| ||Plot Outline: Brother Lo and Brother Yuen (please take note that I had to write the names down while watching and that imdb doesn’t have names that I am familiar with, so misspellings are to be expected) are part of a highly respected Chinese syndicate called The Iron Flag, a talented and elder martial artist leads the group and is well liked by all. After Lo and Yuen discover a slavery/prostitution ring set up by another arch gang, The Eagles, the two of them decide to put an end to the sordid ordeal. Afterwards though, the top members of The Iron Flag are then welcomed to a ‘friendship party’ held by the leader of The Eagles. The top Iron Flag members are already wary that they may be walking into a trap, so Brother Chow (Lu Feng), who seems to be acting a little funny here lately, hires the hitman known as The Man in White, alias, Spearman. Brother Lo and his gang show up at the friendship party with master in hand, not to a great surprise, the discover it was indeed a trap set up by The Eagles. A large fight then ensues, only to end with The Iron Flag’s master dead from a stab wound in the back. So, after a little discussion into the area of whom should fill the master’s shoes, Brother Chow is chosen to be the new leader because of his age among other reasons. Lo’s world has already been shook up enough it would seem, but after all of this, some local inspectors show up to talk about the massacre of The Eagles. Turns out the rival gang pressed charges and the group is wanted for murder. After some haggling with the inspectors, it is agreed upon that Brother Lo will take the heat for the murders and be set off into the world. Problems arise once Lo is actually set out into exile, Chow promised to send him money through a messenger, but Lo never hears anything from back home. Lo soon gets a job in a Teahouse in order to support himself, and before long he finally meets back with Brother Yuen who informs him that Chief Chow has taken over all of the illegal rackets and has joined forces with The Eagles. Not only that, but The Ten Killers just so happen to be in Lo’s neck of the woods, and they’re out to kill him! Now Lo and Yuen meet with The Spearman who joins them in their quest to find the original Chief’s master and bring order back to the Irong Flag clan. |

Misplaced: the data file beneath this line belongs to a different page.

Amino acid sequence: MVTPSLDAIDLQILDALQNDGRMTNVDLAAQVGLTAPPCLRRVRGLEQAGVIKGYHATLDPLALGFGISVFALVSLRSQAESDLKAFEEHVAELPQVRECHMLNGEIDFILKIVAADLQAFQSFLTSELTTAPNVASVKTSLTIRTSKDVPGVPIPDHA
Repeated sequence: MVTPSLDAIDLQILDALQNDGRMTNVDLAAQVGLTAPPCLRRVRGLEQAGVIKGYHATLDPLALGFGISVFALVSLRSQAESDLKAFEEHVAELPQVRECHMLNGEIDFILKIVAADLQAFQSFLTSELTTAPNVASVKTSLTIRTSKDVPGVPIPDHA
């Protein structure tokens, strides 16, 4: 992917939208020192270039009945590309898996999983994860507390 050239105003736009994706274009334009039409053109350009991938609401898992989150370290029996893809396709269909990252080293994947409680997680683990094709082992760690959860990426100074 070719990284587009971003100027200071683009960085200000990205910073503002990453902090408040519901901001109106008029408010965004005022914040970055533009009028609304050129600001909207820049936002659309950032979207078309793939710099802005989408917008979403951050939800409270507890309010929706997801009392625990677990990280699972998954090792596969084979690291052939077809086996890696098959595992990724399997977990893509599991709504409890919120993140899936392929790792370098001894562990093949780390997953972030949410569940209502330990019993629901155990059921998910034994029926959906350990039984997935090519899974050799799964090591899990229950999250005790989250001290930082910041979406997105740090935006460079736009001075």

Well, it’s December 2003. It’s chilly outside, Christmas is right upon us and I’m feeling the holiday spirit. So with that in mind, I could think of no better way to commemorate my favorite holiday than to throw a marathon of cinematic treats from my personal favorite cinematic style. The Kung Fu genre boys and girls. I’m going through seven randomly chosen Hong Kong classics, all coming straight out of the old school, and hopefully you the reader will join in on the festivities as well. So this is the fifth film reviewed for my little marathon, and once again I’m back with Chang Cheh and the Venom Clan. Now, this film doesn’t feature the whole gang (five members officially, six counting Chiang Sheng) but we do get three members as well as one of the most vibrant, original and underrated of the films the Clan and Cheh made together. The film takes a lot of what makes the Venoms Clan flicks great, and produces a new and vigorous film with a bite. It may not win any awards for breaking down barriers by any stretch of the imagination, but it takes an average formula and makes it work to a phenomenal degree. While sitting down to re-watch it today, I was just able to relax with it and let the film take me where it wanted. Something I’m finding hard to do these days. Chang Cheh took his usual wild characters, blood splattered fight scenes and tales of heroism and packed them into a nice Kung Fu mystery to rival the original Five Deadly Venoms. As of the moment I haven’t seen but maybe a small fraction of the films Chang Cheh and the various members of the Venom Clan made together, but I find that Flag of Iron seems to be the most comparable with the original Five Venoms. It’s more story oriented, and doesn’t just deliver us with a story that says “this has to happen, watch how it does” ala Kid With the Golden Arms, it delivers a story where things aren’t quite as vividly planned out and the mystery elements are more dragged out. Whether you find the mystery easily decipherable or not is another question, but I like the way the film moves and asks for audience participation to some degree. The ‘mystery’ elements work in every way for me, although I’ve read reviews that criticize the film for being bland in it’s delivery of a story. What can I say, to each his own. Albeit the plot for the film may not be earth shattering because of it’s originality, but I thought it was played well and with ease not usually seen. The film’s pace fits for the film perfectly, not quite speedy enough that it feels rushed but not too slow that it becomes monotonous. To shamelessly compare this film with the others reviewed this month, Flag of Iron is kind of in between Chinese Super Ninjas and Kid With the Golden Arms. It’s not as quickly over as Kid, creating a far too complex plot and set of characters for such a short and immediate film. Then it’s not as long with dispersed bits of fighting by characters who don’t really factor into the storyline for more than a minute or two. Take into account that I love both films and hold them dear to my heart, and out of these three films I don’t think I hold one of them to a higher degree than the other (although I’ll bet my reviews appear to look otherwise), it’s just that I tend to enjoy the flow and pace of Flag of Iron quite a bit more for what it’s worth.